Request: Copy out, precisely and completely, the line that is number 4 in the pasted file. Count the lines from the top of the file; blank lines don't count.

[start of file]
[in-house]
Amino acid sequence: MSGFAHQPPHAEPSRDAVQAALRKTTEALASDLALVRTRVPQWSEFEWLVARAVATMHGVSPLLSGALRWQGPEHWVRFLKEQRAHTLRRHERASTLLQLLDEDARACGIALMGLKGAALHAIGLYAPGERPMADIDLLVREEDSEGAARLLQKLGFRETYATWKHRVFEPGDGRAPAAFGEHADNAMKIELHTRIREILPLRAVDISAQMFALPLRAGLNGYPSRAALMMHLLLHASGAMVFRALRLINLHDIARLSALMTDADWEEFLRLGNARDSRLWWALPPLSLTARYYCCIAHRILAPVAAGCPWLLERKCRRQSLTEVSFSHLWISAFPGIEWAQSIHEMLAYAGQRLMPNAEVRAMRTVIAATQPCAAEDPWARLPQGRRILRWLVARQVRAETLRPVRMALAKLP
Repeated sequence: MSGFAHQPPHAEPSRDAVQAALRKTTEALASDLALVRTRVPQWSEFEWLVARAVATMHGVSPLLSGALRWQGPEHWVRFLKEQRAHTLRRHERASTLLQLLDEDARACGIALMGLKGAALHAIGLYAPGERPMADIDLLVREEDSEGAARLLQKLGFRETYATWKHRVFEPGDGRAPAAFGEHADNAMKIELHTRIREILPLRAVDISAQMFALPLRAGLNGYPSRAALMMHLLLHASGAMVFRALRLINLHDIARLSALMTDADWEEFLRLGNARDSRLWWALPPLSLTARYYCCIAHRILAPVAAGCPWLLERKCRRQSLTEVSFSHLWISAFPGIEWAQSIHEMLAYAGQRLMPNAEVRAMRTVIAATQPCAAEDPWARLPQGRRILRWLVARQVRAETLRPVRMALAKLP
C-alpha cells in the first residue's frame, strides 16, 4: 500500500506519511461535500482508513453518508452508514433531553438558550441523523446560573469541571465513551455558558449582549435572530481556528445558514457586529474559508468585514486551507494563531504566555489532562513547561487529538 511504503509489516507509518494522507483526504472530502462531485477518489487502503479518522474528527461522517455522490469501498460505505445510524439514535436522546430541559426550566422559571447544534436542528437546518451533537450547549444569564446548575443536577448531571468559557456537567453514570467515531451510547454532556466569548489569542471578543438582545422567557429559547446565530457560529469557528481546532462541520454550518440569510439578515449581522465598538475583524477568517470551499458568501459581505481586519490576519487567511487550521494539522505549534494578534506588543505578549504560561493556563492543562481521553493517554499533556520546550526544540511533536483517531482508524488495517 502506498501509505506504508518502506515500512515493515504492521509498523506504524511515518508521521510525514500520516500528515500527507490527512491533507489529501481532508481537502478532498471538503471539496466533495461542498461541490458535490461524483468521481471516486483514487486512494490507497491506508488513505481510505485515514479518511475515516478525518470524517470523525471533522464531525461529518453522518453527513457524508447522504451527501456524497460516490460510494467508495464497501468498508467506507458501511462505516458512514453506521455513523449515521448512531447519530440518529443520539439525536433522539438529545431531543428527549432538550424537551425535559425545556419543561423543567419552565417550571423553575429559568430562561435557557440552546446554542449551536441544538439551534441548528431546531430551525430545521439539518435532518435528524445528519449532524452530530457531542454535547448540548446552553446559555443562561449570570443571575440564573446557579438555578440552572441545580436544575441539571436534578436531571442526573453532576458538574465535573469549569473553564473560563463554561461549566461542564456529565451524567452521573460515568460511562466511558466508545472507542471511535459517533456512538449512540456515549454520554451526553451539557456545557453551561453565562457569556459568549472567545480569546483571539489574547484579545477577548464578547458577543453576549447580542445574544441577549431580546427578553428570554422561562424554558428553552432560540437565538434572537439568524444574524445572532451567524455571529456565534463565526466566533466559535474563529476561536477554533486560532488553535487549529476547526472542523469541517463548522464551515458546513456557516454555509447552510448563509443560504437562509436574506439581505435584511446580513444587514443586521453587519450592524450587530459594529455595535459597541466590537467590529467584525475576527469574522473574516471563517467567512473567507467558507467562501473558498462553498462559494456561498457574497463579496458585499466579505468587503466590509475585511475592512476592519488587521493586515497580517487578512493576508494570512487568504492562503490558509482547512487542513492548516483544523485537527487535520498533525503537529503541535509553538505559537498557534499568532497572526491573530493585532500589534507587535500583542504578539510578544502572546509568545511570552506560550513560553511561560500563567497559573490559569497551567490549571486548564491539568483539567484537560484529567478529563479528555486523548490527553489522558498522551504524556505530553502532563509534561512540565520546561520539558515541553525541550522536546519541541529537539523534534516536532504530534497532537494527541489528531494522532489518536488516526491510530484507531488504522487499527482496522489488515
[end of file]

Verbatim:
C-alpha cells in the first residue's frame, strides 16, 4: 500500500506519511461535500482508513453518508452508514433531553438558550441523523446560573469541571465513551455558558449582549435572530481556528445558514457586529474559508468585514486551507494563531504566555489532562513547561487529538 511504503509489516507509518494522507483526504472530502462531485477518489487502503479518522474528527461522517455522490469501498460505505445510524439514535436522546430541559426550566422559571447544534436542528437546518451533537450547549444569564446548575443536577448531571468559557456537567453514570467515531451510547454532556466569548489569542471578543438582545422567557429559547446565530457560529469557528481546532462541520454550518440569510439578515449581522465598538475583524477568517470551499458568501459581505481586519490576519487567511487550521494539522505549534494578534506588543505578549504560561493556563492543562481521553493517554499533556520546550526544540511533536483517531482508524488495517 502506498501509505506504508518502506515500512515493515504492521509498523506504524511515518508521521510525514500520516500528515500527507490527512491533507489529501481532508481537502478532498471538503471539496466533495461542498461541490458535490461524483468521481471516486483514487486512494490507497491506508488513505481510505485515514479518511475515516478525518470524517470523525471533522464531525461529518453522518453527513457524508447522504451527501456524497460516490460510494467508495464497501468498508467506507458501511462505516458512514453506521455513523449515521448512531447519530440518529443520539439525536433522539438529545431531543428527549432538550424537551425535559425545556419543561423543567419552565417550571423553575429559568430562561435557557440552546446554542449551536441544538439551534441548528431546531430551525430545521439539518435532518435528524445528519449532524452530530457531542454535547448540548446552553446559555443562561449570570443571575440564573446557579438555578440552572441545580436544575441539571436534578436531571442526573453532576458538574465535573469549569473553564473560563463554561461549566461542564456529565451524567452521573460515568460511562466511558466508545472507542471511535459517533456512538449512540456515549454520554451526553451539557456545557453551561453565562457569556459568549472567545480569546483571539489574547484579545477577548464578547458577543453576549447580542445574544441577549431580546427578553428570554422561562424554558428553552432560540437565538434572537439568524444574524445572532451567524455571529456565534463565526466566533466559535474563529476561536477554533486560532488553535487549529476547526472542523469541517463548522464551515458546513456557516454555509447552510448563509443560504437562509436574506439581505435584511446580513444587514443586521453587519450592524450587530459594529455595535459597541466590537467590529467584525475576527469574522473574516471563517467567512473567507467558507467562501473558498462553498462559494456561498457574497463579496458585499466579505468587503466590509475585511475592512476592519488587521493586515497580517487578512493576508494570512487568504492562503490558509482547512487542513492548516483544523485537527487535520498533525503537529503541535509553538505559537498557534499568532497572526491573530493585532500589534507587535500583542504578539510578544502572546509568545511570552506560550513560553511561560500563567497559573490559569497551567490549571486548564491539568483539567484537560484529567478529563479528555486523548490527553489522558498522551504524556505530553502532563509534561512540565520546561520539558515541553525541550522536546519541541529537539523534534516536532504530534497532537494527541489528531494522532489518536488516526491510530484507531488504522487499527482496522489488515